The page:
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A cybersecurity volunteer association has written an open letter to healthcare industry stakeholders calling for the adoption of a Hippocratic Oath for connected medical devices. I am the Cavalry says the move would better protect the privacy of patients and ensure their safety.
The growing risk of cyberattack coupled with the inherent security vulnerabilities present in many medical devices prompted I am the Cavalry to pen the letter. It is believed that while medical devices allow life-saving therapies to be provided to patients, greater efforts must be made to ensure the data they record are kept secure. Additional safeguards must also be incorporated to ensure the devices cannot be hacked. It is believed that a Hippocratic Oath for connected medical devices would help in this regard. The group also claims that such a measure would serve to preserve trust in the healthcare industry and would help to improve the safety of the devices.
The aim is to encourage developers of medical devices to implement a host of safeguards to ensure their devices are resilient to attack and, as far as is possible, are incapable of being manipulated by cybercriminals and adversaries of a connected environment.
The group says that connected medical devices contain inherent security vulnerabilities which could potentially allow the devices to be manipulated by attackers. This could have catastrophic consequences for patients. A cyberattack on one of those devices could see ransomware installed, software changed to harm a patient, or confidential medical data obtained by criminals and used to harm patients.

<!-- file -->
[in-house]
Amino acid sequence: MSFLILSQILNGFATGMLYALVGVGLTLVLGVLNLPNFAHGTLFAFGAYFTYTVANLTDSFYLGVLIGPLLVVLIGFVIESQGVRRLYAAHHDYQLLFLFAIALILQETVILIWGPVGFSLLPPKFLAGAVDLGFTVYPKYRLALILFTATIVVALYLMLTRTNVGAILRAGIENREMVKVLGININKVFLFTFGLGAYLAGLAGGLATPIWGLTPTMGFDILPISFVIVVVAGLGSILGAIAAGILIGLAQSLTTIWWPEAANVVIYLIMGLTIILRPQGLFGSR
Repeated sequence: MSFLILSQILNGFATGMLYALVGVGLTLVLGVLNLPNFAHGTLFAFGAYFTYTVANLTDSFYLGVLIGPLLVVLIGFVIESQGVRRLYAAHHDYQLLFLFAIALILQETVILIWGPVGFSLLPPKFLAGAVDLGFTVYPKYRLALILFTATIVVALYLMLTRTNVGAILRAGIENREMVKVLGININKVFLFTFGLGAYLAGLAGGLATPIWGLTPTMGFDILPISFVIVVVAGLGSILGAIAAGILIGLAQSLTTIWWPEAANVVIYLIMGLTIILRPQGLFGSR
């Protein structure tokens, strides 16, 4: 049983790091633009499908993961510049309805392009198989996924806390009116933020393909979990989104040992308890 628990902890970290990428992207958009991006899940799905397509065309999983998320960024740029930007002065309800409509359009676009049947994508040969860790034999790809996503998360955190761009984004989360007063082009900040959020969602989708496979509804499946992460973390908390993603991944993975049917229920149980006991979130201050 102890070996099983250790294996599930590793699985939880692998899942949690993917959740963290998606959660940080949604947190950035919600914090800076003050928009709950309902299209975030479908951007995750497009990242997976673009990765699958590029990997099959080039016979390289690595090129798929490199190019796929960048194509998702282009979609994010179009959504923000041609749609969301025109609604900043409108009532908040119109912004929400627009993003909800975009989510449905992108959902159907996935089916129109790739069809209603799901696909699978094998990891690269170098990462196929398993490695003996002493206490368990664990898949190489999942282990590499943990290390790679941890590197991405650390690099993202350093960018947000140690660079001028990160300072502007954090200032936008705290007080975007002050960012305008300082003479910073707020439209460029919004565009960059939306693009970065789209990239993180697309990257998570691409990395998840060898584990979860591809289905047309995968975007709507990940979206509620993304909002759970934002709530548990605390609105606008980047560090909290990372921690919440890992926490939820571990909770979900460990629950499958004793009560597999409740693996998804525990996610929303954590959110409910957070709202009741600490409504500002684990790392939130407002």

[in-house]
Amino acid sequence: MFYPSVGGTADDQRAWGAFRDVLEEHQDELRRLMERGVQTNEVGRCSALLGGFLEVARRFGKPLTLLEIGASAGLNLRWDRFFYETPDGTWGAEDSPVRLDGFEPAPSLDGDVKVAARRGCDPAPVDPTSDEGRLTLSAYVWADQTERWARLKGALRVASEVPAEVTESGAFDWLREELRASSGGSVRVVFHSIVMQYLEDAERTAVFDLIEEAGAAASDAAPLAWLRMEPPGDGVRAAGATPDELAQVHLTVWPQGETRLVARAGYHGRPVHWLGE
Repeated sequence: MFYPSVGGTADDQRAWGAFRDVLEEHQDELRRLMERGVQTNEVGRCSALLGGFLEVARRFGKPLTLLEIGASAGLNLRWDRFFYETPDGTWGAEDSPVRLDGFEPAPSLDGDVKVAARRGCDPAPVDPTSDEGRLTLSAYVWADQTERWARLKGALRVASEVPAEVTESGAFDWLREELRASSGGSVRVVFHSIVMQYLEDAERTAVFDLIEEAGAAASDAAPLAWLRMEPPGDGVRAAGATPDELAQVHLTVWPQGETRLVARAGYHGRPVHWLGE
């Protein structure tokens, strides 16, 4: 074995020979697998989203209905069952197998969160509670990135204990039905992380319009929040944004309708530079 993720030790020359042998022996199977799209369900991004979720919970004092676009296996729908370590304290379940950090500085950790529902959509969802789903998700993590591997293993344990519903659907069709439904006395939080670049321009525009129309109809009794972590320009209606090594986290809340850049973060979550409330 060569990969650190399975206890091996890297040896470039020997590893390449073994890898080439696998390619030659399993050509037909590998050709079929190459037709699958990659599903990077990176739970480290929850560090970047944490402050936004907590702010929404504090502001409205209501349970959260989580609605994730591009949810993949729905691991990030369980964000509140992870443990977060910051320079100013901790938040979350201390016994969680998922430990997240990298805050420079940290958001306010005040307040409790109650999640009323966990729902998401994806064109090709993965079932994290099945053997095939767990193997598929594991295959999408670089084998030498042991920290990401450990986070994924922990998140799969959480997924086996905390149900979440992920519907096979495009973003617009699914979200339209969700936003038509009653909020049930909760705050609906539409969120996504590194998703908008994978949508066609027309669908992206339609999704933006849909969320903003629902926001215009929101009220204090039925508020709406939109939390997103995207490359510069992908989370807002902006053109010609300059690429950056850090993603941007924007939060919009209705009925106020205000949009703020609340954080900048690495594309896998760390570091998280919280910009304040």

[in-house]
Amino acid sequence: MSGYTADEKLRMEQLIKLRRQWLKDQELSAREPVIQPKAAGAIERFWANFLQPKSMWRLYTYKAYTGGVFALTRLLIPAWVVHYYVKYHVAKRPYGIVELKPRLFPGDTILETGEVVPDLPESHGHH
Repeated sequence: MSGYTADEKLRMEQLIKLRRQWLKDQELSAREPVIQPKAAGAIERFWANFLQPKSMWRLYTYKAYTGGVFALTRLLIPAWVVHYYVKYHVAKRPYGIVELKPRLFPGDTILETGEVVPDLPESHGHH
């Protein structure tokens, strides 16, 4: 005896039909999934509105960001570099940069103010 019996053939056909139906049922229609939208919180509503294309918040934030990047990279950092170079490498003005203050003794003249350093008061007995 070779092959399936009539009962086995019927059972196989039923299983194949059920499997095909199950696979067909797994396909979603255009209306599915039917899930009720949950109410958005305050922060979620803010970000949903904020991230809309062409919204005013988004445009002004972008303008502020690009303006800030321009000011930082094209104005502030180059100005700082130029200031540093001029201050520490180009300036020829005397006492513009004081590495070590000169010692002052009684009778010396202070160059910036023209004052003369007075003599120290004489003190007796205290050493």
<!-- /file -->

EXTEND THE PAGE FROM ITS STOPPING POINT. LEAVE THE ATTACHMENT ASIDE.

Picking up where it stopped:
Since the devices are used as instruments to deliver care to patients, the group feels that “the design, development, production, deployment, use, and maintenance of medical devices should follow the symbolic spirit of the Hippocratic Oath.”
The group has proposed that all entities in the chain of care from the design and manufacture of the devices to their use to provide care to patients should do all in their power to ensure patients are not placed at unnecessary risk. The letter suggests those entities and individuals should publish an attestation of commitment to this effect.
I am the Cavalry proposes that the Hippocratic Oath for connected medical devices must include the following core cybersecurity capabilities:
Essential Elements of a Hippocratic Oath for Connected Medical Devices
According to the association, patients may choose not to have the best possible care out of fear that medical devices would place them at risk. It is believed that a Hippocratic Oath for connected medical devices would help to allay those fears and give patients greater confidence in healthcare technology.